WHERE

WHERE isn't usually considered a standalone clause but rather a part of the MATCH, OPTIONAL MATCH and WITH clauses.

The difference when using WHERE with these clauses is that it only filter the results in the case of the WITH clause, while it adds constraints to the patterns described in the case of MATCH and OPTIONAL MATCH.

WHERE is part of the directly preceding MATCH or OPTIONAL MATCH clause and should always be used like that to avoid problems with performance or results.

Data Set

The following examples are executed with this data set. You can create this data set locally by executing the queries at the end of the page: Data Set.

1. Basic Usage

1.1 Boolean Operators

Standard boolean operators like NOT, AND, OR and XOR can be used.

MATCH (c:Country)
WHERE c.language = 'English' AND c.continent = 'Europe'
RETURN c.name;

Output:

+----------------+
| c.name |
+----------------+
| United Kingdom |
+----------------+

1.2 Inequality Operators Operators

Standard inequality operators like <, <=, > and >= can be used.

MATCH (c:Country)
WHERE (c.population > 80000000)
RETURN c.name;

Output:

+---------+
| c.name |
+---------+
| Germany |
+---------+

1.3 Filter with node labels

Nodes can be filtered by their label using the WHERE clause instead of specifying it directly in the MATCH clause.

MATCH (c)
WHERE c:Country
RETURN c.name;

Output:

+----------------+
| c.name |
+----------------+
| Germany |
| France |
| United Kingdom |
+----------------+

1.4 Filter with node properties

Just as labels, node properties can be used in the WHERE clause to filter nodes.

MATCH (c:Country)
WHERE c.population < 70000000
RETURN c.name;

Output:

+----------------+
| c.name |
+----------------+
| France |
| United Kingdom |
+----------------+

1.5 Filter with relationship properties

Just as with node properties, relationship properties can be used as filters.

MATCH (:Country {name: 'United Kingdom'})-[r]-(p)
WHERE r.date_of_start = 2014
RETURN p;

Output:

+---------------------------+
| p |
+---------------------------+
| (:Person {name: "Harry"}) |
| (:Person {name: "Anna"}) |
+---------------------------+

1.6 Check if property is not null

To check if a node or relationship property exists use the IS NOT NULL option.

MATCH (c:Country)
WHERE c.name = 'United Kingdom' AND c.population IS NOT NULL
RETURN c.name, c.population;

Output:

+----------------+----------------+
| c.name | c.population |
+----------------+----------------+
| United Kingdom | 66000000 |
+----------------+----------------+

2. String matching

Apart from comparison and concatenation operators openCypher provides special string operators for easier matching of substrings:

Operator

Description

a STARTS WITH b

Returns true if the prefix of string a is equal to string b.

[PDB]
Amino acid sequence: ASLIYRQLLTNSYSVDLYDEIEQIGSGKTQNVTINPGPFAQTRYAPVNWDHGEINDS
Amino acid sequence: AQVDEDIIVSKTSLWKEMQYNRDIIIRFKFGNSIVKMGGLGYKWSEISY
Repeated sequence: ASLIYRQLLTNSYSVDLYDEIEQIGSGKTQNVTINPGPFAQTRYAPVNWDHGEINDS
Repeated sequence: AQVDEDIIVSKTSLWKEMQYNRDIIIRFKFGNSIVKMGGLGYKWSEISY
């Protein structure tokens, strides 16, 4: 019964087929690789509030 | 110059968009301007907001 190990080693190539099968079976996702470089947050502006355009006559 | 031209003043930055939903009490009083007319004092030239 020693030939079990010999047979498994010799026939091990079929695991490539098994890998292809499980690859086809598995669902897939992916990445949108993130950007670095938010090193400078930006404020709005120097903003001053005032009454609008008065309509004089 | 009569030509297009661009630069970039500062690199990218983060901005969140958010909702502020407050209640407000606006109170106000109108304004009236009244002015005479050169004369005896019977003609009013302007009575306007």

a ENDS WITH b

Returns true if the suffix of string a is equal to string b.

a CONTAINS b

Returns true if some substring of string a is equal to string b.

MATCH (c:Country)
WHERE c.name STARTS WITH 'G' AND NOT c.name CONTAINS 't'
RETURN c.name;

Output:

+---------+
| c.name |
+---------+
| Germany |
+---------+

3. Regular expressions

Inside WHERE clause, you can use regular expressions for text filtering. To use a regular expression, you need to use the =~ operator.

For example, finding all Person nodes which have a name ending with a.

MATCH (n :Person) WHERE n.name =~ ".*a$" RETURN n;

Output:

+--------------------------+
| n |
+--------------------------+
| (:Person {name: "Anna"}) |
+--------------------------+

The regular expression syntax is based on the modified ECMAScript regular expression grammar. The ECMAScript grammar can be found here, while the modifications are described in this document.

Data set Queries

We encourage you to try out the examples by yourself. You can get our data set locally by executing the following query block.

MATCH (n) DETACH DELETE n;
CREATE (c1:Country { name: 'Germany', language: 'German', continent: 'Europe', population: 83000000 });
CREATE (c2:Country { name: 'France', language: 'French', continent: 'Europe', population: 67000000 });
CREATE (c3:Country { name: 'United Kingdom', language: 'English', continent: 'Europe', population: 66000000 });
MATCH (c1),(c2)
WHERE c1.name= 'Germany' AND c2.name = 'France'
CREATE (c2)<-[:WORKING_IN { date_of_start: 2014 }]-(p:Person { name: 'John' })-[:LIVING_IN { date_of_start: 2014 }]->(c1);
MATCH (c)
WHERE c.name= 'United Kingdom'
CREATE (c)<-[:WORKING_IN { date_of_start: 2014 }]-(p:Person { name: 'Harry' })-[:LIVING_IN { date_of_start: 2013 }]->(c);
MATCH (p1),(p2)
WHERE p1.name = 'John' AND p2.name = 'Harry'
CREATE (p1)-[:FRIENDS_WITH { date_of_start: 2011 }]->(p2);
MATCH (p1),(p2)
WHERE p1.name = 'John' AND p2.name = 'Harry'
CREATE (p1)<-[:FRIENDS_WITH { date_of_start: 2012 }]-(:Person { name: 'Anna' })-[:FRIENDS_WITH { date_of_start: 2014 }]->(p2);
MATCH (p),(c1),(c2)
WHERE p.name = 'Anna' AND c1.name = 'United Kingdom' AND c2.name = 'Germany'
CREATE (c2)<-[:LIVING_IN { date_of_start: 2014 }]-(p)-[:LIVING_IN { date_of_start: 2014 }]->(c1);
MATCH (n)-[r]->(m) RETURN n,r,m;